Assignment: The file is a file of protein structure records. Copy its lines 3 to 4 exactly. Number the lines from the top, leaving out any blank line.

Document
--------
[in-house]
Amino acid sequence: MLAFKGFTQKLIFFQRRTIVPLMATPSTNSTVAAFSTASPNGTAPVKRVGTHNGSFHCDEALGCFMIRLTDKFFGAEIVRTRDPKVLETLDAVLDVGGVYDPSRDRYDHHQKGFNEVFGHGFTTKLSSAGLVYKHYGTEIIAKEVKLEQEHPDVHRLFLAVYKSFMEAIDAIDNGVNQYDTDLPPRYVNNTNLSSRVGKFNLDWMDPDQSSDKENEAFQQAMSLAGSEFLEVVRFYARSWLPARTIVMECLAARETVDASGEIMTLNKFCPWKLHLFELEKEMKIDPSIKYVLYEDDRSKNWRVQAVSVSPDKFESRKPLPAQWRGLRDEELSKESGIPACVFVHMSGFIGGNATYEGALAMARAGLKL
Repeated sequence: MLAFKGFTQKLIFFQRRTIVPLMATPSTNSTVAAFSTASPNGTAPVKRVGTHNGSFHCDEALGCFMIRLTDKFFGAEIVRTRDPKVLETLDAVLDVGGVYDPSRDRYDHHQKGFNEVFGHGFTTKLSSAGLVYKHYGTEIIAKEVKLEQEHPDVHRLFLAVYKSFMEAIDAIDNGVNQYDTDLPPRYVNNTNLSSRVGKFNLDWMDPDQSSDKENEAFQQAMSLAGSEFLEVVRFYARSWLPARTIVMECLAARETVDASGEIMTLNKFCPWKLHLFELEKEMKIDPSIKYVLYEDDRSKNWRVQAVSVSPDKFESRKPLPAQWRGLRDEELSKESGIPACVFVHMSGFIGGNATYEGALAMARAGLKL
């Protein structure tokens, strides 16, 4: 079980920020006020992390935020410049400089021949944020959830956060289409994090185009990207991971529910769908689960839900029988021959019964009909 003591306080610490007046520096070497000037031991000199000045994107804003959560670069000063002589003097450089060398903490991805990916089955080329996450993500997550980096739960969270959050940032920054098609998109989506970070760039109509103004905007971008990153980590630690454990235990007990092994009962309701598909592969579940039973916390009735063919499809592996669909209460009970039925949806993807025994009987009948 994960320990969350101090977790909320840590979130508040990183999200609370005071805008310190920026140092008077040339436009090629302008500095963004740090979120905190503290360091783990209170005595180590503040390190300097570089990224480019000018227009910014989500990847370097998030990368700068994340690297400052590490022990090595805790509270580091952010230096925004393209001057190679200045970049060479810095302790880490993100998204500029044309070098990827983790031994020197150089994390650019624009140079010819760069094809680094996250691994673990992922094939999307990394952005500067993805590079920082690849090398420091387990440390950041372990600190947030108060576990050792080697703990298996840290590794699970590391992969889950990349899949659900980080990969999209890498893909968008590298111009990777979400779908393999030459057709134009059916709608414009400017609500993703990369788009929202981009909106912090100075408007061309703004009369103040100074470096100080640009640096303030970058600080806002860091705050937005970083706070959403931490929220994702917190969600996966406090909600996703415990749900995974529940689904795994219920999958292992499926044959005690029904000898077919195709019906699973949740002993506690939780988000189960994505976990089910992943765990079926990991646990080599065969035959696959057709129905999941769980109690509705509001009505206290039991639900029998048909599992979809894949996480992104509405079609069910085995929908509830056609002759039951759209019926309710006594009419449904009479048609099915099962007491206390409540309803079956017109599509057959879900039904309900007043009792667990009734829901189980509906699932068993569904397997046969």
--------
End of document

Repeated sequence: MLAFKGFTQKLIFFQRRTIVPLMATPSTNSTVAAFSTASPNGTAPVKRVGTHNGSFHCDEALGCFMIRLTDKFFGAEIVRTRDPKVLETLDAVLDVGGVYDPSRDRYDHHQKGFNEVFGHGFTTKLSSAGLVYKHYGTEIIAKEVKLEQEHPDVHRLFLAVYKSFMEAIDAIDNGVNQYDTDLPPRYVNNTNLSSRVGKFNLDWMDPDQSSDKENEAFQQAMSLAGSEFLEVVRFYARSWLPARTIVMECLAARETVDASGEIMTLNKFCPWKLHLFELEKEMKIDPSIKYVLYEDDRSKNWRVQAVSVSPDKFESRKPLPAQWRGLRDEELSKESGIPACVFVHMSGFIGGNATYEGALAMARAGLKL
């Protein structure tokens, strides 16, 4: 079980920020006020992390935020410049400089021949944020959830956060289409994090185009990207991971529910769908689960839900029988021959019964009909 003591306080610490007046520096070497000037031991000199000045994107804003959560670069000063002589003097450089060398903490991805990916089955080329996450993500997550980096739960969270959050940032920054098609998109989506970070760039109509103004905007971008990153980590630690454990235990007990092994009962309701598909592969579940039973916390009735063919499809592996669909209460009970039925949806993807025994009987009948 994960320990969350101090977790909320840590979130508040990183999200609370005071805008310190920026140092008077040339436009090629302008500095963004740090979120905190503290360091783990209170005595180590503040390190300097570089990224480019000018227009910014989500990847370097998030990368700068994340690297400052590490022990090595805790509270580091952010230096925004393209001057190679200045970049060479810095302790880490993100998204500029044309070098990827983790031994020197150089994390650019624009140079010819760069094809680094996250691994673990992922094939999307990394952005500067993805590079920082690849090398420091387990440390950041372990600190947030108060576990050792080697703990298996840290590794699970590391992969889950990349899949659900980080990969999209890498893909968008590298111009990777979400779908393999030459057709134009059916709608414009400017609500993703990369788009929202981009909106912090100075408007061309703004009369103040100074470096100080640009640096303030970058600080806002860091705050937005970083706070959403931490929220994702917190969600996966406090909600996703415990749900995974529940689904795994219920999958292992499926044959005690029904000898077919195709019906699973949740002993506690939780988000189960994505976990089910992943765990079926990991646990080599065969035959696959057709129905999941769980109690509705509001009505206290039991639900029998048909599992979809894949996480992104509405079609069910085995929908509830056609002759039951759209019926309710006594009419449904009479048609099915099962007491206390409540309803079956017109599509057959879900039904309900007043009792667990009734829901189980509906699932068993569904397997046969």